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The Bench Press: Benefits and Risks
Greg Everett  |  General Training  |  July 27 2011

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The Bench Press: Benefits and Risks, Greg Everett,
After curls, the bench press might be the most vilified lift among functional training enthusiasts and some in the weightlifting community. First, I like curls and I couldn’t care less about people doing them, whether for reasons of performance (yes, there are legitimate performance reasons for curls) or aesthetics, as long as in the latter situation it doesn’t interfere in any way with performance goals, assuming they exist (this is tough to do, but there are definitely cases of huge pipes preventing secure clean rack positions—but at least you’ll look good when you’re missing your lifts).

I can’t count how many times I‘ve had visitors to my gym who have brought up bench pressing to me. There are two different things that happen. The first is that the individual asks if we ever bench press out of genuine curiosity, assuming weightlifters don’t bench because of things they’ve read on the internet. The second is that the individual assumes we never bench press and proceeds to ridicule bench pressing and those who do it.

The fact is that you don’t see very much bench pressing at Catalyst Athletics. Our fitness clients bench press every fourth training cycle for a period of 6 weeks. It’s a good basic upper body pressing exercise that has plenty of utility. They don’t do it more than they do for a few simple reasons. First, they need exposure to more upper body pressing exercises such as the press, push press and dips and because we’re not running a pure strength program, we can’t do everything all the time. Second, most of our fitness clients come to us with orthopedic issues of some type, very commonly limited shoulder mobility, shoulder injury history and the like (unsurprisingly enough, often partly as a result of years of frequent bench pressing). And finally, it’s a relatively risky exercise simply because the benching athlete is more vulnerable to serious injury in the case of failed lifts than he or she is with lifts like the press or push press. When benching, our clients are required to have a spotter for this reason.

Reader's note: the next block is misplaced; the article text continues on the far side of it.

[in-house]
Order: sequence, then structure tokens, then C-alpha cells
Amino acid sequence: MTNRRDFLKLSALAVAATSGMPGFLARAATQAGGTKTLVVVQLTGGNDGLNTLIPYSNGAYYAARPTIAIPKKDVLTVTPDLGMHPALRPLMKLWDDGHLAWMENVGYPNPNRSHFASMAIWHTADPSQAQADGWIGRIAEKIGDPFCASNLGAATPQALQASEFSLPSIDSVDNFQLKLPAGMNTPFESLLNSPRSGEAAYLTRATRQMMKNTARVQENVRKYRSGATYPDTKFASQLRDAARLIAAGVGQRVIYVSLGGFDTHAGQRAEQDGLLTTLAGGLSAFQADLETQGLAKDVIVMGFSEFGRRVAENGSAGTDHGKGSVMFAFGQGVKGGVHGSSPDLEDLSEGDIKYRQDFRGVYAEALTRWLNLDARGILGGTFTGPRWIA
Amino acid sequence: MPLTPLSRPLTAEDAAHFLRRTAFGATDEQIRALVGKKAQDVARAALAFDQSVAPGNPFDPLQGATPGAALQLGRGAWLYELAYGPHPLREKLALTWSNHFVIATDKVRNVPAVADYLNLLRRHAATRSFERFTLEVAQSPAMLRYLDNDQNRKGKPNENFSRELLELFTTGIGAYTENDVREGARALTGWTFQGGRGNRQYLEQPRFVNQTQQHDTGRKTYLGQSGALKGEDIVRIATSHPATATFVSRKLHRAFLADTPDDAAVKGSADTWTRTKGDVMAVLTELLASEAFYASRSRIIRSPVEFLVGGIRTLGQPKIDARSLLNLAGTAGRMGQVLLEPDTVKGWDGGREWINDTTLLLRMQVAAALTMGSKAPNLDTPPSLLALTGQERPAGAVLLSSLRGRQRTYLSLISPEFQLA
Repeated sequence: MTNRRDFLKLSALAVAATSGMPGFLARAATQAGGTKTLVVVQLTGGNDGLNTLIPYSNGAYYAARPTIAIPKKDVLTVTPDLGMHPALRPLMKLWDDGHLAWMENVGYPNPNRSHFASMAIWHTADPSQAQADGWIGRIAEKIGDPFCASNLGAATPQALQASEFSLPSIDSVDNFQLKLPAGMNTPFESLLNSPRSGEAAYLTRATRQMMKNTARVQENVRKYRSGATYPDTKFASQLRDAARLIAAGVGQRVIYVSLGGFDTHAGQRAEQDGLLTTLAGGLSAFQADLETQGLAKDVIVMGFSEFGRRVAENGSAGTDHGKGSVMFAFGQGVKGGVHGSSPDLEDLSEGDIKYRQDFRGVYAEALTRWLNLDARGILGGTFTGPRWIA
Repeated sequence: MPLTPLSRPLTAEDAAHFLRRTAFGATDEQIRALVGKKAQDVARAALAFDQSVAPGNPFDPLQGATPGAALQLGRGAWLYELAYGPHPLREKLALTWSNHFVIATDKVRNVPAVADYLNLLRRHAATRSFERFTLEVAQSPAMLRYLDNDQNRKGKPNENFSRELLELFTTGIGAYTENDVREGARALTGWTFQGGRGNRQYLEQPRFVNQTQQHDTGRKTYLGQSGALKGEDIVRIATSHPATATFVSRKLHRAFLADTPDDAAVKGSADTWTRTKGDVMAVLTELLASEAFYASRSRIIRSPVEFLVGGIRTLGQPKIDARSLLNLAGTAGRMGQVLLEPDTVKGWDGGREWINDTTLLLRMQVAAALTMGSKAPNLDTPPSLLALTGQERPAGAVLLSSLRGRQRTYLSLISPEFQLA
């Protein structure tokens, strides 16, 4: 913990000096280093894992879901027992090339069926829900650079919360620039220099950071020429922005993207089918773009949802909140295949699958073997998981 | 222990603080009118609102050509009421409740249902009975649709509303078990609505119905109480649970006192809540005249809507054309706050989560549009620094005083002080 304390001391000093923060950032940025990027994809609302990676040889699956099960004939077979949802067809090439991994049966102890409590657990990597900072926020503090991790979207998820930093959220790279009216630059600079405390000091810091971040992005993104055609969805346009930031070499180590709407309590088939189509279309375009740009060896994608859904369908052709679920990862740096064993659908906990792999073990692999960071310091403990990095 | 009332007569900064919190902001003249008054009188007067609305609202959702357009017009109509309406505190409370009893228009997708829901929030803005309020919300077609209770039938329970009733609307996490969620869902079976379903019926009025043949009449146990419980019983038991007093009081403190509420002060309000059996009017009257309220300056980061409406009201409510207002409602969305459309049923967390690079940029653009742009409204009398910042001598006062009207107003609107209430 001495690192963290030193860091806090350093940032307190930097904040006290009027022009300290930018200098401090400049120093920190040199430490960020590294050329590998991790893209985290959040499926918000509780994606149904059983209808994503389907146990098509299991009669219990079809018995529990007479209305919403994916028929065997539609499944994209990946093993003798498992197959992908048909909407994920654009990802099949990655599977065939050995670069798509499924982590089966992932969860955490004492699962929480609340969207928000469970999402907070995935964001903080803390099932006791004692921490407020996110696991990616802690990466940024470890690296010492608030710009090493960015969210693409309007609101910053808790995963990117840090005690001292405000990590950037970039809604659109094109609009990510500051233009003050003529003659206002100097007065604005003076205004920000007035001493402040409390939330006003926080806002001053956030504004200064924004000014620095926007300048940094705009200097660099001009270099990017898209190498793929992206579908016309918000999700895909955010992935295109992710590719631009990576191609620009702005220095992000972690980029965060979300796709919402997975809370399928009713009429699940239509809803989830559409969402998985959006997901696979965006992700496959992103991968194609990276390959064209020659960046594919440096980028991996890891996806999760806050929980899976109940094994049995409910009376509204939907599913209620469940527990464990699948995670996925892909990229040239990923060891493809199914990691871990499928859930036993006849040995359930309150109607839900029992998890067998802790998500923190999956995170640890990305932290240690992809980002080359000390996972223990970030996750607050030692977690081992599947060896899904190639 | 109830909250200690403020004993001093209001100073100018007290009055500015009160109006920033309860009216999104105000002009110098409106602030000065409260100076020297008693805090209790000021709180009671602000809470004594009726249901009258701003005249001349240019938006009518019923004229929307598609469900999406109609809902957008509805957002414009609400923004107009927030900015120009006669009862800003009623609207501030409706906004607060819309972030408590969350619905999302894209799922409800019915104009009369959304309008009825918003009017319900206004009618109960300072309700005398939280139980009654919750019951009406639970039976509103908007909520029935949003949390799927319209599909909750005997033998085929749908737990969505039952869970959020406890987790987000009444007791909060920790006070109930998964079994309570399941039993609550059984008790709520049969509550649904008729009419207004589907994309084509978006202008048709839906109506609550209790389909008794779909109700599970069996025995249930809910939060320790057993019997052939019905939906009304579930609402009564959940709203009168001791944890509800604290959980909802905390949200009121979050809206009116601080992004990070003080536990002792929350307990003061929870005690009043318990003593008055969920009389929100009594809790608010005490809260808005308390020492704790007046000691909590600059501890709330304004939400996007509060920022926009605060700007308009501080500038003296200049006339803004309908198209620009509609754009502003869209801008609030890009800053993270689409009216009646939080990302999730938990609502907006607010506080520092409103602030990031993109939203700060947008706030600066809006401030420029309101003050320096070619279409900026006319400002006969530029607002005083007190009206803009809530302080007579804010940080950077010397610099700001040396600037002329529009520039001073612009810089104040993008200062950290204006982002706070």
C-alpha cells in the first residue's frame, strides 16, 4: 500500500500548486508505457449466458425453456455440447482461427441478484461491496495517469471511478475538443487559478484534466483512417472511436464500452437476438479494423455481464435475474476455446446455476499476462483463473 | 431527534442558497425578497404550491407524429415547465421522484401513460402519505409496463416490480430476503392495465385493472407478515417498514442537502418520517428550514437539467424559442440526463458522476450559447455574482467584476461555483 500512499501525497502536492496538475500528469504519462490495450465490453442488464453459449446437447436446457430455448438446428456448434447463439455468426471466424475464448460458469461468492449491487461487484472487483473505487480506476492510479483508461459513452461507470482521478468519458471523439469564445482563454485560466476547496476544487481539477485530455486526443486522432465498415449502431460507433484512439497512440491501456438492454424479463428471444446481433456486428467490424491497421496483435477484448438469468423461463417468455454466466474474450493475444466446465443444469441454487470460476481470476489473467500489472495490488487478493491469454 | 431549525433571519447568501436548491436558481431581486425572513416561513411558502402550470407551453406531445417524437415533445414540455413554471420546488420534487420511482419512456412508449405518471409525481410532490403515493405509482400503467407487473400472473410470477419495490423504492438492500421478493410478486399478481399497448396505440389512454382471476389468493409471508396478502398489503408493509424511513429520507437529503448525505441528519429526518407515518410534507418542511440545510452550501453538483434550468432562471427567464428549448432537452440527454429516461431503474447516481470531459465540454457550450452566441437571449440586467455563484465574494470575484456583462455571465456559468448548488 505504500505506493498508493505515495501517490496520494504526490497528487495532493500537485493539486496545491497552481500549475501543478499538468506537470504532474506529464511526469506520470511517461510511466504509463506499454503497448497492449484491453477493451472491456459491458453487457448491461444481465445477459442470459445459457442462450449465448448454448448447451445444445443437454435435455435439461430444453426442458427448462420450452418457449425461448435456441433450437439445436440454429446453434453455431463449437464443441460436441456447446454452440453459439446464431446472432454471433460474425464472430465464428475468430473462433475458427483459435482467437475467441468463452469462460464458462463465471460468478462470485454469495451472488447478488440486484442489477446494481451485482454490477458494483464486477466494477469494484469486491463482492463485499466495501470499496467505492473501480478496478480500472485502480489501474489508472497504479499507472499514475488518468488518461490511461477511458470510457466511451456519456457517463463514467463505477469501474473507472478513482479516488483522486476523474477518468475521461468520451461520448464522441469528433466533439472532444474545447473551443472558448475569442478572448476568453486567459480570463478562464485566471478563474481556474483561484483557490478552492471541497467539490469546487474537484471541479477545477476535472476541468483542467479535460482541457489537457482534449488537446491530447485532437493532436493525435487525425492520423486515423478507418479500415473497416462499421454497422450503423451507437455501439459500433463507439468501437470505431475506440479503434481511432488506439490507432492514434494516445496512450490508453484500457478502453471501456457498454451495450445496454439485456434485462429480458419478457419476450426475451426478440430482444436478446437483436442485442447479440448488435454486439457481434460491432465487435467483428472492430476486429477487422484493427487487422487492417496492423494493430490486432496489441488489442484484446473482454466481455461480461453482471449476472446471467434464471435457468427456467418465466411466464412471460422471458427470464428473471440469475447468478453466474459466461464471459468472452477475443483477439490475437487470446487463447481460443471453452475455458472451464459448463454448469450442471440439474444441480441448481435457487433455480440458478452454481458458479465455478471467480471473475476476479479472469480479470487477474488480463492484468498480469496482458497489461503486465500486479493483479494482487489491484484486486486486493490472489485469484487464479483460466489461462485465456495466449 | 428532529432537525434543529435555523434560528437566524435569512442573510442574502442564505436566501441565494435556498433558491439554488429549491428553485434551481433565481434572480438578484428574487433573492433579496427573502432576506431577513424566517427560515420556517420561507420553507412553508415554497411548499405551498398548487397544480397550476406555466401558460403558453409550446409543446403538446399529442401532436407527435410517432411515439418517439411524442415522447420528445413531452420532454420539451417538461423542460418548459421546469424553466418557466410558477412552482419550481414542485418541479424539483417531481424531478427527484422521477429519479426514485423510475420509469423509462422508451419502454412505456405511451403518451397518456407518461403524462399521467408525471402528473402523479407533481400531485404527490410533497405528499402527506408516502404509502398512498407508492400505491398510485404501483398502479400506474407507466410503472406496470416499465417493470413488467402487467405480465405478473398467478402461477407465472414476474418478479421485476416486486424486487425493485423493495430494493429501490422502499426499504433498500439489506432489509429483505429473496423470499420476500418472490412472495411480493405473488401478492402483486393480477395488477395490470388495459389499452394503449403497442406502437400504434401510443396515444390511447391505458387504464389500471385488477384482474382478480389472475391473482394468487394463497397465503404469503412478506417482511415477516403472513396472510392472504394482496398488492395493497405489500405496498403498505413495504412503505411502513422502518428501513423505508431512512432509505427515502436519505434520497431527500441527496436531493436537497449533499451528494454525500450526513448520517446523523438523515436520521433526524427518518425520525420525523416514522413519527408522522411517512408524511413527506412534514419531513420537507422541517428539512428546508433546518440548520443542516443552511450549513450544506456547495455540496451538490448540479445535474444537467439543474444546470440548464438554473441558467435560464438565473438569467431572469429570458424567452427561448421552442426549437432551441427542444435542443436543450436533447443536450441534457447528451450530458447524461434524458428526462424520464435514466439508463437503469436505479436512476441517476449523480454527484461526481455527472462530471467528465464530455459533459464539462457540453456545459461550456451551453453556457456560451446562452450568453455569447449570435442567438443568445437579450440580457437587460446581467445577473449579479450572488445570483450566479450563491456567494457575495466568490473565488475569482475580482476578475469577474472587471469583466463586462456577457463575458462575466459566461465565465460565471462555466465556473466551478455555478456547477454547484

My weightlifters very rarely bench press. First and foremost, they rarely need to. While the bench is a good upper body pressing strength exercise, it’s not high on the priority list because there are exercises more specific to lifting that come first such as the push press, snatch push press and press. Second, with the overhead demands of weightlifting, the shoulders need to be taken care of. Bench pressing is rough on the shoulders for most people—if it’s not a high-priority exercise, it doesn’t make sense to beat up the shoulders with it. Third, shoulder and upper back mobility is critical for weightlifters and the bench press will very quickly reduce shoulder mobility without extremely diligent balancing exercises and stretching, which can be difficult to enforce to the extent necessary.

That being said, there are cases in which the bench press is valuable for weightlifters and it shouldn’t be dismissed without due consideration. The main reason I would have a lifter bench is to help with mass gain. This can be in the case of a lifter moving up a weight class, or simply to put some muscle on the shoulder girdle for various reasons such as improving bar security in the clean and jerk rack positions. I may also use it for lifters with extremely weak arms extensors and shoulders along with more specific exercises like the push press. Any use of it is for a limited period of time—something in the 6-12-week range.

Generally I prefer incline bench pressing. I find it’s usually easier on lifters’ shoulders and the direction of pressing is a little closer to overhead. And if we’re benching for mass, I’d rather aim to put it more near the top of the chest and the delts.

Always benching should be accompanied by an even greater volume of horizontal and vertical upper body pulling exercises, and ideally with some vertical pressing. Additionally, throwing in basic shoulder pre-hab exercises like external rotations and abduction with bands is a good idea to stay ahead of any potential problems. And of course, the lifter must stretch frequently and seriously during this time. I find the easiest way to ensure this stretching is done is to have the lifter do it after every set. This not only prevents the training session from being extended unnecessarily, but also helps prevent the athlete from conveniently forgetting to do it.

In any case, the bench press should be kept on the list of potential exercises, used when appropriate, and always accompanied by the requisite mobility and balancing strength work.
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Greg Everett is the owner of Catalyst Athletics, head coach of the national-medalist Catalyst Athletics weightlifting team, publisher of The Performance Menu, author of the books Olympic Weightlifting: A Complete Guide for Athletes & Coaches and Olympic Weightlifting for Sports, and director/writer/producer/editor/everything of the documentary American Weightlifting. Follow him on Facebook here and and sign up for his free newsletter here.
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1 Comments
Brian Thomas/BioFit Systems 1 | 2011-07-28
Excellent article! Maybe the first I've read that gave a fair assessment of the infamous Bench Press, it's benefits, it's fitness limitations and potential detriments. I agree it has it's place in the world of fitness, variation and frequency matching a individuals goals is the key.
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